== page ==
Activist and scholar Angela Y. Davis tied the struggle against mass incarceration to the abolitionist movement during slavery in a speech at N.C. Central University, saying “the essence of black history is the struggle for freedom.”
Davis was invited to campus as part of the university’s Rock the Mic speaker series sponsored by the Department of Student Engagement and Leadership in the Division of Student Affairs.
A civil rights activist who later became an advocate for prison inmates and a college professor, Davis said her dream is to one day live in a society that “no longer thrives on racism” and no longer disproportionately incarcerates people of color.
“What we are now experiencing is not new, even though people act like it just started to happen,” she said in reference to organizations such as Black Lives Matter and Dream Defenders that have been formed in recent years. “We are seeing a renewed dedication to what has been a long, black radical tradition.”
Never miss a local story.
Black incarceration rates grew swiftly following the Civil War, she said.
More than 2 million people are behind bars in the United States, Davis said, and one out of every 35 adults is subject to some type of court or police order.
Today, the prison industry has largely become privatized and generates billions of dollars annually, making it difficult to reform or dismantle, she said.
Davis recently returned from a trip to Europe, where she met with members of the minority Basque community, recognizing that the struggle for human rights is an international issue.
Davis herself was incarcerated for 16 months in the early 1970s on accusations of assisting a deadly prison break. She was released after being found not guilty of charges.
Now a distinguished professor emerita at the University of California, Santa Cruz, Davis said she was honored to be at NCCU because it is the oldest liberal arts college founded for African-Americans. She said both her parents attended historically black colleges; her father was a graduate of St. Augustine’s University in Raleigh.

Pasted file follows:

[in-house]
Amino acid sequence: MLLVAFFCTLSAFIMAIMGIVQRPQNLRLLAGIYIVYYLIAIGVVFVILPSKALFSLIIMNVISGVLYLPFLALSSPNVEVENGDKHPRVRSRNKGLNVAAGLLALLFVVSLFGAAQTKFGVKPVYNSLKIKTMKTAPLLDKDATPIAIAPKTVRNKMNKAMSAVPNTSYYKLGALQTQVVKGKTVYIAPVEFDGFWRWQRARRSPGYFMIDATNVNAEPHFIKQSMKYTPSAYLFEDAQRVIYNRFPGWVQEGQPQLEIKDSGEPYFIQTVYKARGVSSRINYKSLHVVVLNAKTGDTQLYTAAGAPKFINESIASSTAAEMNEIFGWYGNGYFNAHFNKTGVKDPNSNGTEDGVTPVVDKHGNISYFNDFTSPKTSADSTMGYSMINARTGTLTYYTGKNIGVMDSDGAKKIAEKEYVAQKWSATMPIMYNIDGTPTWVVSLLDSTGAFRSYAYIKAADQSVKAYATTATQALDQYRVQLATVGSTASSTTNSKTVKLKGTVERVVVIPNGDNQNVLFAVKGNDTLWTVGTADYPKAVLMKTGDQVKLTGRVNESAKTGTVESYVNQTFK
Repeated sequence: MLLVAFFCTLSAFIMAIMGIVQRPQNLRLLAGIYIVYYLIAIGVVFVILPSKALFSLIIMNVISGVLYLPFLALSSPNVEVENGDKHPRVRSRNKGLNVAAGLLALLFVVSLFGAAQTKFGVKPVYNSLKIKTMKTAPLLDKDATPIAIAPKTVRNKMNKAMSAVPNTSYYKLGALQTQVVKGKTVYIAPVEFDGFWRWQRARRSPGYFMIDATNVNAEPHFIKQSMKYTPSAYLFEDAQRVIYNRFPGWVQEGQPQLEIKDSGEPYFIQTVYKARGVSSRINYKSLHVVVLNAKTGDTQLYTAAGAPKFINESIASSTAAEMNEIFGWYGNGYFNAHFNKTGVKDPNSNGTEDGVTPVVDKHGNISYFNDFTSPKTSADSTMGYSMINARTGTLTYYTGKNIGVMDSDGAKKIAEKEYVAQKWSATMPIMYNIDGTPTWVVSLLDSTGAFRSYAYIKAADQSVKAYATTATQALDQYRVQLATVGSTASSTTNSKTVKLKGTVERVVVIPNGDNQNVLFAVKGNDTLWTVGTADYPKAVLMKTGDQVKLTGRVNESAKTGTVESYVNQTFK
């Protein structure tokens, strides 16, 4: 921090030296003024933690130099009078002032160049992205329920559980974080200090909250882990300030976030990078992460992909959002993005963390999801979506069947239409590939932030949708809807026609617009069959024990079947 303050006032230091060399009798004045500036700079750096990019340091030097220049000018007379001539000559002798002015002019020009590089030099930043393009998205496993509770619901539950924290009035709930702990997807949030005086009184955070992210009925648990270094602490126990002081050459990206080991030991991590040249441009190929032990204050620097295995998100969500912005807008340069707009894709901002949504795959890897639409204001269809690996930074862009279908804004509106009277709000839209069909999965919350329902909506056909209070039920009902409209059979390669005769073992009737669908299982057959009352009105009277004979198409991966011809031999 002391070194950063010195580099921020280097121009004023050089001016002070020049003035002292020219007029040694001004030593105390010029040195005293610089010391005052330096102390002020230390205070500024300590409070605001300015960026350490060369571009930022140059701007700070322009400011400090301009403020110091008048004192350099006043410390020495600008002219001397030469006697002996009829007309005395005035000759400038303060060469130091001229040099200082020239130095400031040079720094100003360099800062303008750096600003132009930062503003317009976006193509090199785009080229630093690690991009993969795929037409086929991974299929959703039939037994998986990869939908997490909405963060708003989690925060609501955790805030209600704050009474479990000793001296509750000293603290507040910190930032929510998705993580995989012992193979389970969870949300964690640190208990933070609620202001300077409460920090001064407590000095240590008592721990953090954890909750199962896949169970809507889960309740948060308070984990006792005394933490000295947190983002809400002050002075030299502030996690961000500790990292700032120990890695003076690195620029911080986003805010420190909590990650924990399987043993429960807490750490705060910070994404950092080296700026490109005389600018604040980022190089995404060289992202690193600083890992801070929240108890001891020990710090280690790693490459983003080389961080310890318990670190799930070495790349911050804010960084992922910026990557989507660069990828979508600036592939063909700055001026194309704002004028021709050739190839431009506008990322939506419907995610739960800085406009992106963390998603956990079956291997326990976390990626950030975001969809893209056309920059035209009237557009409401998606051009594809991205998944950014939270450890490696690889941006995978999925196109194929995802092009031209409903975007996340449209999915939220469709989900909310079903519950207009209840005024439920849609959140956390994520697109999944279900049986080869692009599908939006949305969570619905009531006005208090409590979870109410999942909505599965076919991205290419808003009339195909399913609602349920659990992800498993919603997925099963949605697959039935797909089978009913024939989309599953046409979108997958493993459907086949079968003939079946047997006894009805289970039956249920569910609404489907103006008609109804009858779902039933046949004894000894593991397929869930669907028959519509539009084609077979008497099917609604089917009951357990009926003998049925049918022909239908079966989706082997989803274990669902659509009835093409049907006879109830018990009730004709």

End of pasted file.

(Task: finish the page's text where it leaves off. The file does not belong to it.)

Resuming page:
Davis has a bachelor’s degree from Brandeis University, where she studied under philosopher Herbert Marcuse. She has a master’s degree from the University of California at San Diego and a Ph.D. in philosophy from Humboldt University of Berlin.
She is the author of nine books, including: “Angela Davis: An Autobiography; Women, Race, and Class,” “Blues Legacies and Black Feminism: Gertrude “Ma” Rainey, Bessie Smith, and Billie Holiday,” and “The Angela Y. Davis Reader.”
Angela Davis: Did you know?
Angela Y. Davis came to national attention in 1969 after being removed from her teaching position in the Philosophy Department at UCLA as a result of her social activism and her membership in the Communist Party, USA.
In 1970 she was charged with murder and kidnapping in connection with a courthouse shootout that left a judge dead. Guns used in the shootout were registered in Davis’ name. She was placed on the FBI’s Ten Most Wanted List and was the subject of an intense police search that drove her underground and culminated in one of the most famous trials in recent U.S. history. She was acquitted of all charges in 1972.
Former California Gov. Ronald Reagan once vowed that Davis would never again teach in the University of California system. Today she is Distinguished Professor Emerita in the History of Consciousness and Feminist Studies Departments at the University of California, Santa Cruz.
Source: Associated Press, The New York Times, University of California, Santa Cruz